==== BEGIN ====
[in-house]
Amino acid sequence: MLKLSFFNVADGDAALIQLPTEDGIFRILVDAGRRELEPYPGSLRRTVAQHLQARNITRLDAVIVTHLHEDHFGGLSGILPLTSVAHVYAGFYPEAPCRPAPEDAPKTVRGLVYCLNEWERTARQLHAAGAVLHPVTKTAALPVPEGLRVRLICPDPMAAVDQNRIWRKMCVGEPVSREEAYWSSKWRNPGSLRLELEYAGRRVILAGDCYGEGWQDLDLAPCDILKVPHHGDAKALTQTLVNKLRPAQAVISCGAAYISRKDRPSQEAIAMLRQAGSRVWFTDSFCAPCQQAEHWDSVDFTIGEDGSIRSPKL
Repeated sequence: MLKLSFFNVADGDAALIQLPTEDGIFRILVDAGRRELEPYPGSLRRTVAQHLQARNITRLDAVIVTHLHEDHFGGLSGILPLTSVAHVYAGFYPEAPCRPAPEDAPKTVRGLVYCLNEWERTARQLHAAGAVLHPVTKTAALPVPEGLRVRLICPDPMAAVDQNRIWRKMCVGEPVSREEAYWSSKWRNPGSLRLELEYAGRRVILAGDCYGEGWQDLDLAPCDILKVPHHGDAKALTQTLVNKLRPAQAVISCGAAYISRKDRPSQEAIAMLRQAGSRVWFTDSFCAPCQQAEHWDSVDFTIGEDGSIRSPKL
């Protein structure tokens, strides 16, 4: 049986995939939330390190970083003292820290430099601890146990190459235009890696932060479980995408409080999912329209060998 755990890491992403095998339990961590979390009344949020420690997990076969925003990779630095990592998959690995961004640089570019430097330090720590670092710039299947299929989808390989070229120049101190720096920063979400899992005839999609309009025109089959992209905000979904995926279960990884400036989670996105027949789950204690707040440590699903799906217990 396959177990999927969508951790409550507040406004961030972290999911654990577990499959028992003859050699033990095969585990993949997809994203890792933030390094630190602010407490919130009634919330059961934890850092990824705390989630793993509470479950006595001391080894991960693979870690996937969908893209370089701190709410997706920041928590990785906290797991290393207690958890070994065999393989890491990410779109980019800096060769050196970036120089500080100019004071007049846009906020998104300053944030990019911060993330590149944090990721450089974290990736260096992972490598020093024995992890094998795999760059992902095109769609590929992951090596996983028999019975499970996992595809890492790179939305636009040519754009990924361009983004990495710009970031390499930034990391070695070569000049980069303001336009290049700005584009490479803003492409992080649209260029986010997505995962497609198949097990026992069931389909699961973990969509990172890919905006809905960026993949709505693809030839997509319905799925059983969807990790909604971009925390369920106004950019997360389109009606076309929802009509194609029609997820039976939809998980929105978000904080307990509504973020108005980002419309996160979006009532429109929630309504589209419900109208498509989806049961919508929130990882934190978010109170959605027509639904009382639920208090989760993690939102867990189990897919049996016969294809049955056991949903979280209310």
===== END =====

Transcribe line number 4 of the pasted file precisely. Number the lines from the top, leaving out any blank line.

């Protein structure tokens, strides 16, 4: 049986995939939330390190970083003292820290430099601890146990190459235009890696932060479980995408409080999912329209060998 755990890491992403095998339990961590979390009344949020420690997990076969925003990779630095990592998959690995961004640089570019430097330090720590670092710039299947299929989808390989070229120049101190720096920063979400899992005839999609309009025109089959992209905000979904995926279960990884400036989670996105027949789950204690707040440590699903799906217990 396959177990999927969508951790409550507040406004961030972290999911654990577990499959028992003859050699033990095969585990993949997809994203890792933030390094630190602010407490919130009634919330059961934890850092990824705390989630793993509470479950006595001391080894991960693979870690996937969908893209370089701190709410997706920041928590990785906290797991290393207690958890070994065999393989890491990410779109980019800096060769050196970036120089500080100019004071007049846009906020998104300053944030990019911060993330590149944090990721450089974290990736260096992972490598020093024995992890094998795999760059992902095109769609590929992951090596996983028999019975499970996992595809890492790179939305636009040519754009990924361009983004990495710009970031390499930034990391070695070569000049980069303001336009290049700005584009490479803003492409992080649209260029986010997505995962497609198949097990026992069931389909699961973990969509990172890919905006809905960026993949709505693809030839997509319905799925059983969807990790909604971009925390369920106004950019997360389109009606076309929802009509194609029609997820039976939809998980929105978000904080307990509504973020108005980002419309996160979006009532429109929630309504589209419900109208498509989806049961919508929130990882934190978010109170959605027509639904009382639920208090989760993690939102867990189990897919049996016969294809049955056991949903979280209310």